In our Summer 2021 issue, we interviewed Jenna Gribbon under the title of “The Pleasure of Looking.” And one of the great lines from the interview that Jenna told us goes like this: “I mean, in general, don’t you think this is the most voyeuristic time that’s ever been? You know, all sort of peeking into each other’s intimate lives, the intimate details of each other’s lives. But I think people get it wrong when they make it all about voyeurism because that’s only one aspect. Really, I’d say it’s more the pleasure of looking—scopophilia. It’s an interest and a curiosity about investigating that, but not in a way that’s damning.” 

Jenna is great at looking. Anyone who enjoys her paintings knows that she has a knack for intimacy, for the in-between moments between two people in love and has a way of documenting those moments that feels raw, vulnerable, almost funny. But that is what a relationship is, isn’t it? There is something funny about being vulnerable, something light and also full of tension. That dichotomy is at the heart of Jenna’s works.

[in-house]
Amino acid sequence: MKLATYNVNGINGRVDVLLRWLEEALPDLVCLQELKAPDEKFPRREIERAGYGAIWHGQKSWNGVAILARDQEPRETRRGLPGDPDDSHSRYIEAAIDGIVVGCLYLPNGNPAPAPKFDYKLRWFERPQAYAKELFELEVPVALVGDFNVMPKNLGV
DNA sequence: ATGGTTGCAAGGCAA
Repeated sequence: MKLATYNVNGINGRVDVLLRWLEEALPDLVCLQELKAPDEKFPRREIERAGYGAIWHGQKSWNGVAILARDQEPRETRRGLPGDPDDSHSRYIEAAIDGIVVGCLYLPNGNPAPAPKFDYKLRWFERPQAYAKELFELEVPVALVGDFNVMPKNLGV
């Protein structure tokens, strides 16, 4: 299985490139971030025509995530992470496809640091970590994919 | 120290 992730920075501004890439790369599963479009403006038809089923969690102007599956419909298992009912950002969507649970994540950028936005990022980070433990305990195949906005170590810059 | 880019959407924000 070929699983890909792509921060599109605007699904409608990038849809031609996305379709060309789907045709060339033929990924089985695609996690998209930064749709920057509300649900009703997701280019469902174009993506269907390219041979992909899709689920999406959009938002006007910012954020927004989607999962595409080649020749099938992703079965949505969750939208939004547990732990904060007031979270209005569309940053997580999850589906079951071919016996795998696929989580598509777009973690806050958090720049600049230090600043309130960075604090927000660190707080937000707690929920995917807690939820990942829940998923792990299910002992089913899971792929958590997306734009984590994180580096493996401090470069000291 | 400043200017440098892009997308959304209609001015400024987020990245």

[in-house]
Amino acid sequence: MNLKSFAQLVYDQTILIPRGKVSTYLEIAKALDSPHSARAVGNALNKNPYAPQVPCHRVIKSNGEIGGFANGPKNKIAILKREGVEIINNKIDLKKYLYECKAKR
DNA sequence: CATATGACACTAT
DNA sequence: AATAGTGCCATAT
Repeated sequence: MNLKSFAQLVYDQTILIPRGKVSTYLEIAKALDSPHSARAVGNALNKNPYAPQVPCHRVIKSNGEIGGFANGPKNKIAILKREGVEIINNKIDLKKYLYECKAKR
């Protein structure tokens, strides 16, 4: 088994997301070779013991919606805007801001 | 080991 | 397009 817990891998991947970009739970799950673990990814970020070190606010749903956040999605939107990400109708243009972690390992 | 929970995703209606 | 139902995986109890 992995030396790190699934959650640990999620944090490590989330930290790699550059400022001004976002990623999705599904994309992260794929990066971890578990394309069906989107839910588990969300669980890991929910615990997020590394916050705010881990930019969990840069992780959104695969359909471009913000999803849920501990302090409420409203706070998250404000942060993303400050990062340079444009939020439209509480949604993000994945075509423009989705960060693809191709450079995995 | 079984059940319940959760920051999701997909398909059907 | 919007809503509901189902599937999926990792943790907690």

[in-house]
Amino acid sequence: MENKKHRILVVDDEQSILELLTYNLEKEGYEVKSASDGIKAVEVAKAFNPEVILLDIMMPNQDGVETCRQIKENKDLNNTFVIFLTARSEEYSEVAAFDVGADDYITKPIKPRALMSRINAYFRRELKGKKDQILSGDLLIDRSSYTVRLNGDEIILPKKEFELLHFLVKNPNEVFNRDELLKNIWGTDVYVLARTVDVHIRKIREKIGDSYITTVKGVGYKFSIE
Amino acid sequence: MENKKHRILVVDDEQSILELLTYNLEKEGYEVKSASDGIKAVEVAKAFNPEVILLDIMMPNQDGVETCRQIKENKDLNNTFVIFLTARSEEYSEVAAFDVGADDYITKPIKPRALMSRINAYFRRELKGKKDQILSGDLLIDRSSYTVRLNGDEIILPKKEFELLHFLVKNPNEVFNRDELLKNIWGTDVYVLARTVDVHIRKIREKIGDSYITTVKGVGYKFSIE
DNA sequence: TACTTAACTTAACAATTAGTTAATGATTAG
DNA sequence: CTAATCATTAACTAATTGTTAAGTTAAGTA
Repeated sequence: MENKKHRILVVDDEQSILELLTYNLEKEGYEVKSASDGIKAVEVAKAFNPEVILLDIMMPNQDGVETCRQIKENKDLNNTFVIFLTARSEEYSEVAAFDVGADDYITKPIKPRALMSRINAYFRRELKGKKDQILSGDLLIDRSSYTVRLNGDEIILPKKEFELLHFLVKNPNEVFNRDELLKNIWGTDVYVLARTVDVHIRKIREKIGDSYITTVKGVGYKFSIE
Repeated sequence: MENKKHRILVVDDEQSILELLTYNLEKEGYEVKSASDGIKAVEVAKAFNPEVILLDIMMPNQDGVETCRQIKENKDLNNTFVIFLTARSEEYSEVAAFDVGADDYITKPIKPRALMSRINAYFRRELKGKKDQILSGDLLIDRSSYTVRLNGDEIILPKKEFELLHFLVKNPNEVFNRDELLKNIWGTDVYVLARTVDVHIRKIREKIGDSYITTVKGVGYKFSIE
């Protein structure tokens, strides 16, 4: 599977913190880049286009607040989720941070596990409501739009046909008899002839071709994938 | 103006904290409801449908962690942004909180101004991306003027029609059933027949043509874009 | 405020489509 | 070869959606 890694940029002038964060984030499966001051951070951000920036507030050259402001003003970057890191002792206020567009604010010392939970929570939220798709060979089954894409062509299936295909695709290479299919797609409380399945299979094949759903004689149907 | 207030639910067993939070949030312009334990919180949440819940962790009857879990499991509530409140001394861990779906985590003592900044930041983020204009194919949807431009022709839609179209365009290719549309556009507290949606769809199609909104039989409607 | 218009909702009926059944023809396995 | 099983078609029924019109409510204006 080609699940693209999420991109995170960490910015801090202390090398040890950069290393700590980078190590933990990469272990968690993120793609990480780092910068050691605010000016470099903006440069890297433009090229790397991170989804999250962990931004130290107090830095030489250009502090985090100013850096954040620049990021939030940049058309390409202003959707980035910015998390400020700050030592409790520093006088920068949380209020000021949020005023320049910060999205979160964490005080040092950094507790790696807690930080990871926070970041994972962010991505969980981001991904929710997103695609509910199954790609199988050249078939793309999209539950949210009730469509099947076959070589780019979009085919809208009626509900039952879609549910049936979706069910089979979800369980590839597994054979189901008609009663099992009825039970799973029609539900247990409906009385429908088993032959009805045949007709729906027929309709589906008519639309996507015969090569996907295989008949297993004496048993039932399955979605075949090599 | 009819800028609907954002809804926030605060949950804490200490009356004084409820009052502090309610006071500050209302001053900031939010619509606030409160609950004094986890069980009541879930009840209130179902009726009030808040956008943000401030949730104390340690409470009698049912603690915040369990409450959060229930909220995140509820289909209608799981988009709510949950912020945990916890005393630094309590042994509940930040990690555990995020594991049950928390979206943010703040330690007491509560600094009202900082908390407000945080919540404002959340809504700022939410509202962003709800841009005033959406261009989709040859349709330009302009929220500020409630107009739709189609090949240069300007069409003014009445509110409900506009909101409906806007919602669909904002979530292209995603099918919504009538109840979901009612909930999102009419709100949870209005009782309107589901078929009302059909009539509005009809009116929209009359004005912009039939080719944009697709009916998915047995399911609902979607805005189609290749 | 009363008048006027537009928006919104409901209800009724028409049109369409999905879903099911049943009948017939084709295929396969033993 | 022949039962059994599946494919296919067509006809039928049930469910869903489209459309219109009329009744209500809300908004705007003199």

It has never been more on display than in her new solo show, Uscapes, on view at Fredericks and Freiser in NY through the end of October. The gallery notes that, “The artist foregrounds the possibilities of escapism, whether benevolent or dubious, that come with consuming intimate content generated by others. The various sources of light manipulate not only what the viewer can become privy to but also affect what the subjects of the paintings themselves can see.” That light, so profound, but what is so great is that sense of dubiousness in our most cherished moments alone with a loved one. In an era where we are finding ourselves propelled into a world of more seclusion and isolational honesty with our partners and friends, Uscapes feels like a moment in time that we will soon not forget. —Evan Pricco